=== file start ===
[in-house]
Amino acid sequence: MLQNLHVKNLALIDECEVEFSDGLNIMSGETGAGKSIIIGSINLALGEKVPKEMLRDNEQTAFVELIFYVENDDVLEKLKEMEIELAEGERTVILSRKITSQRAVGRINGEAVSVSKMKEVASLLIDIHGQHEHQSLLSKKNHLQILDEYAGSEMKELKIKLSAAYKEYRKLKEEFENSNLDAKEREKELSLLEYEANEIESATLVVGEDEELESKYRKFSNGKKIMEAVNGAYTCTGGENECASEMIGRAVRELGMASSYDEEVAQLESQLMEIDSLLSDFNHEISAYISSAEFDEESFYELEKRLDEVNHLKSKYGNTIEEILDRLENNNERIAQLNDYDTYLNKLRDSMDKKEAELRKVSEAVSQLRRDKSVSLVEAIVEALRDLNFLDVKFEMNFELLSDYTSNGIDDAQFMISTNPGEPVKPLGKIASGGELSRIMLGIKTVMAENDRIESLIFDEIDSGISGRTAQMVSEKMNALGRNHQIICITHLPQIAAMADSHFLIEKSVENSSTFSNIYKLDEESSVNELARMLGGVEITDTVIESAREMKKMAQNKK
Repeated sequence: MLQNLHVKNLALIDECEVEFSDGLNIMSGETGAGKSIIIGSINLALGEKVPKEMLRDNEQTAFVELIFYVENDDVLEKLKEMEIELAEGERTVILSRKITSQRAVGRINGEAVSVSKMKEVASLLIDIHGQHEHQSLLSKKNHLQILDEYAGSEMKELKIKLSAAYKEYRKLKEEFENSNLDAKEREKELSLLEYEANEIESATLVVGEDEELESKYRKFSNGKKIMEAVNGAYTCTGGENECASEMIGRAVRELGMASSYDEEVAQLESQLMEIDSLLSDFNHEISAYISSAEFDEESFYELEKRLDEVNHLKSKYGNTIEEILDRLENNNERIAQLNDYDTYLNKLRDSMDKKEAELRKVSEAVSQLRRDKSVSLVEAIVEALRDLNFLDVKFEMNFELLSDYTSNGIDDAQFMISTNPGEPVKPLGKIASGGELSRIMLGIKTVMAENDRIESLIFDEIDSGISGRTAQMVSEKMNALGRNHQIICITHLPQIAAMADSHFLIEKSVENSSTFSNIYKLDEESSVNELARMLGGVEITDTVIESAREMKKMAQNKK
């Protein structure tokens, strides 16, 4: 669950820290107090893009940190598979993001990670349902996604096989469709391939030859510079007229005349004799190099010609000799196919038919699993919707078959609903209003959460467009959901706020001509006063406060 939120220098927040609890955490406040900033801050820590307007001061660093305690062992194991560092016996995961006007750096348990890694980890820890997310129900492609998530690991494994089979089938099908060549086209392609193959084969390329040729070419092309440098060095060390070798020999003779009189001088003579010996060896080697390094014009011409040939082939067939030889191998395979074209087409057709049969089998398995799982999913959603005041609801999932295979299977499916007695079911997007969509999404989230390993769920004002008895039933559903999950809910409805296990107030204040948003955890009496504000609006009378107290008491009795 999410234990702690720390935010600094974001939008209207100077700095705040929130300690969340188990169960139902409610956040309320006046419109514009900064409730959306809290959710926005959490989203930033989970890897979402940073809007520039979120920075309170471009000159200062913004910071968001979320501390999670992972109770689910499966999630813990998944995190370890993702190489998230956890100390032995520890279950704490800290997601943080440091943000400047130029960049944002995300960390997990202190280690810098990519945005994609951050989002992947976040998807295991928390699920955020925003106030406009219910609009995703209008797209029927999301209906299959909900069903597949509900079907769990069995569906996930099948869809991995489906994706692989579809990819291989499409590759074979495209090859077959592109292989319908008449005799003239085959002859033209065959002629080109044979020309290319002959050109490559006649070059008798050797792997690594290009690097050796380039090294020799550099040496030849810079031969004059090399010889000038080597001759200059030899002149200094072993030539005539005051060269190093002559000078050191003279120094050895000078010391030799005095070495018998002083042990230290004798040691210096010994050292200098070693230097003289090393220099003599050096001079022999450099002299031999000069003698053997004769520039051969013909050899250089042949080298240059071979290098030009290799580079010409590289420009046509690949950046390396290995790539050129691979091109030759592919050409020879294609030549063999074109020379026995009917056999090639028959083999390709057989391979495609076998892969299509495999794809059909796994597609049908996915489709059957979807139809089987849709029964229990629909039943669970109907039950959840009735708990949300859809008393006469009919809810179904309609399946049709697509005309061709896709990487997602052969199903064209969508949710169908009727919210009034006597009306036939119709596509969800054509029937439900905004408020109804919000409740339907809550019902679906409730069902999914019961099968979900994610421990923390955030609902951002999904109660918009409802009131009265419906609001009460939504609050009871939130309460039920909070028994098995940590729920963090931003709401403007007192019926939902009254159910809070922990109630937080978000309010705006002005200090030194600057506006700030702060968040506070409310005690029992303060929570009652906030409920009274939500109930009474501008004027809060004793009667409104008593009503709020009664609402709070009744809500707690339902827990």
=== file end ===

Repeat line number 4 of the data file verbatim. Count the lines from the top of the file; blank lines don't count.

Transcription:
């Protein structure tokens, strides 16, 4: 669950820290107090893009940190598979993001990670349902996604096989469709391939030859510079007229005349004799190099010609000799196919038919699993919707078959609903209003959460467009959901706020001509006063406060 939120220098927040609890955490406040900033801050820590307007001061660093305690062992194991560092016996995961006007750096348990890694980890820890997310129900492609998530690991494994089979089938099908060549086209392609193959084969390329040729070419092309440098060095060390070798020999003779009189001088003579010996060896080697390094014009011409040939082939067939030889191998395979074209087409057709049969089998398995799982999913959603005041609801999932295979299977499916007695079911997007969509999404989230390993769920004002008895039933559903999950809910409805296990107030204040948003955890009496504000609006009378107290008491009795 999410234990702690720390935010600094974001939008209207100077700095705040929130300690969340188990169960139902409610956040309320006046419109514009900064409730959306809290959710926005959490989203930033989970890897979402940073809007520039979120920075309170471009000159200062913004910071968001979320501390999670992972109770689910499966999630813990998944995190370890993702190489998230956890100390032995520890279950704490800290997601943080440091943000400047130029960049944002995300960390997990202190280690810098990519945005994609951050989002992947976040998807295991928390699920955020925003106030406009219910609009995703209008797209029927999301209906299959909900069903597949509900079907769990069995569906996930099948869809991995489906994706692989579809990819291989499409590759074979495209090859077959592109292989319908008449005799003239085959002859033209065959002629080109044979020309290319002959050109490559006649070059008798050797792997690594290009690097050796380039090294020799550099040496030849810079031969004059090399010889000038080597001759200059030899002149200094072993030539005539005051060269190093002559000078050191003279120094050895000078010391030799005095070495018998002083042990230290004798040691210096010994050292200098070693230097003289090393220099003599050096001079022999450099002299031999000069003698053997004769520039051969013909050899250089042949080298240059071979290098030009290799580079010409590289420009046509690949950046390396290995790539050129691979091109030759592919050409020879294609030549063999074109020379026995009917056999090639028959083999390709057989391979495609076998892969299509495999794809059909796994597609049908996915489709059957979807139809089987849709029964229990629909039943669970109907039950959840009735708990949300859809008393006469009919809810179904309609399946049709697509005309061709896709990487997602052969199903064209969508949710169908009727919210009034006597009306036939119709596509969800054509029937439900905004408020109804919000409740339907809550019902679906409730069902999914019961099968979900994610421990923390955030609902951002999904109660918009409802009131009265419906609001009460939504609050009871939130309460039920909070028994098995940590729920963090931003709401403007007192019926939902009254159910809070922990109630937080978000309010705006002005200090030194600057506006700030702060968040506070409310005690029992303060929570009652906030409920009274939500109930009474501008004027809060004793009667409104008593009503709020009664609402709070009744809500707690339902827990």